To say that the Everglades are home to a diverse variety of inhabitants might be an understatement. If you take an airboat tour through Florida’s Everglades, you will have a unique opportunity to meet some of the many animals that live above, around and in the fabled River of Grass.
The wildlife you will encounter on an airboat ride in the Everglades are at home in the air, on the hammocks, in the muck and the marshes. They swim in the water and bask along its edges.
One of the most unusual of all the animals that call the Everglades home is undoubtedly the manatee.
The Florida Manatee
As the U.S. Fish and Wildlife Service tells us, “Manatees are gentle and slow-moving animals. Most of their time is spent eating, resting, and traveling.” In other words, they aren’t bothering anybody, just minding their own business – gently and slowly.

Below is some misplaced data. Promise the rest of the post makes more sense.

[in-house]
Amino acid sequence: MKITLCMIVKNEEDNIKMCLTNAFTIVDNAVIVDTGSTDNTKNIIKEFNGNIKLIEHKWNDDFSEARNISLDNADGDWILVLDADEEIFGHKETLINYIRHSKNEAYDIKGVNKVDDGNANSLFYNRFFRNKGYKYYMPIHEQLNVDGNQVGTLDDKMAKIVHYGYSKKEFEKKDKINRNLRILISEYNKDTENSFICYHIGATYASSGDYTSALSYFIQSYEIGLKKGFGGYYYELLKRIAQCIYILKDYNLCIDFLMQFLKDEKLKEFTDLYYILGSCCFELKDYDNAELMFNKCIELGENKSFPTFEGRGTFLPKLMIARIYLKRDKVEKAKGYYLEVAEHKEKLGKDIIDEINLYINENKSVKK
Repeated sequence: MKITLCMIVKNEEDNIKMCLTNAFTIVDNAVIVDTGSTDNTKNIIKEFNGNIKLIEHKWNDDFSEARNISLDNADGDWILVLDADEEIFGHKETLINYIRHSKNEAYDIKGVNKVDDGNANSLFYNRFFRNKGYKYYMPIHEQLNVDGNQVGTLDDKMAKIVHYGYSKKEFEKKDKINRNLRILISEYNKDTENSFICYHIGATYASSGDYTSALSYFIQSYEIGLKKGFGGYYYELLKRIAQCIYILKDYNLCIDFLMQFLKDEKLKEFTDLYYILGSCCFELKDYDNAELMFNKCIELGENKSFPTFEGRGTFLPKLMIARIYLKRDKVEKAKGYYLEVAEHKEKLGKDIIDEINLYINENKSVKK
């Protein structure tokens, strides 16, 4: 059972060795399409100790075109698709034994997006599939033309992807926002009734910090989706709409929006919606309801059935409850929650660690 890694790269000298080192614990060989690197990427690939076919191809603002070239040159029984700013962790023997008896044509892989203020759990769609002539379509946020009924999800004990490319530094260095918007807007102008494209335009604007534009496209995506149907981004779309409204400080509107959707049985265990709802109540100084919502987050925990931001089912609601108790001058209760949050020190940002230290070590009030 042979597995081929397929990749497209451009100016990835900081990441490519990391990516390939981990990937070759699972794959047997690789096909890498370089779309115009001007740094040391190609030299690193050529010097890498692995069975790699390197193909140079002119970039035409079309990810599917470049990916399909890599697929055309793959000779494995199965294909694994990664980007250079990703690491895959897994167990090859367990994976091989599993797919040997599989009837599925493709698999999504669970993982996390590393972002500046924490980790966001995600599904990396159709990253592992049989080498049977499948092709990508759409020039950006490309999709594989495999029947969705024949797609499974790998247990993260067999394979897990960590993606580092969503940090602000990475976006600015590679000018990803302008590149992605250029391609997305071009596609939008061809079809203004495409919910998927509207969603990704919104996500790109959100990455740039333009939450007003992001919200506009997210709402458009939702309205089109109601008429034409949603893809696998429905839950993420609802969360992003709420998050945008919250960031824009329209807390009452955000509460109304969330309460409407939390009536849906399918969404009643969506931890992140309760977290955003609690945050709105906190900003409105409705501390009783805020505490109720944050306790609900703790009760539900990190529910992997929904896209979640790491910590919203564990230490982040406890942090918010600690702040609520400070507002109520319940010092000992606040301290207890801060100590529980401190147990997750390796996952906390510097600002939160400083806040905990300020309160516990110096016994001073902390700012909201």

Some think that it was manatees that mariners spotted hundreds of years ago, not mermaids. On the one hand, it’s nice to associate the gentle manatees with the legend of mermaids, but on the other hand, manatees are pretty big. It’s hard to imagine a sailor mistaking a 10-foot long, 1,000-pound creature for a bewitching mermaid. (Then again, it probably had been quite a while since they had seen a woman…)
It is much easier to see why these aquatic creatures have been nicknamed sea cows.
3 Surprising Things About Manatees
- A manatee has more than 2,000 whiskers covering its face. They help it to find food and sense things like the direction of the water current.
- Manatees are most closely related to elephants.
- Manatees have no natural enemies. As we said, they mind their business and don’t bother anyone. Loss of habitat and run-ins with boats are the biggest threats they face.
Winter is the best time of year to see manatees on a Florida airboat charter. (Like many of our friends from New York, New England and the Midwest, they head south avoid the cold weather.)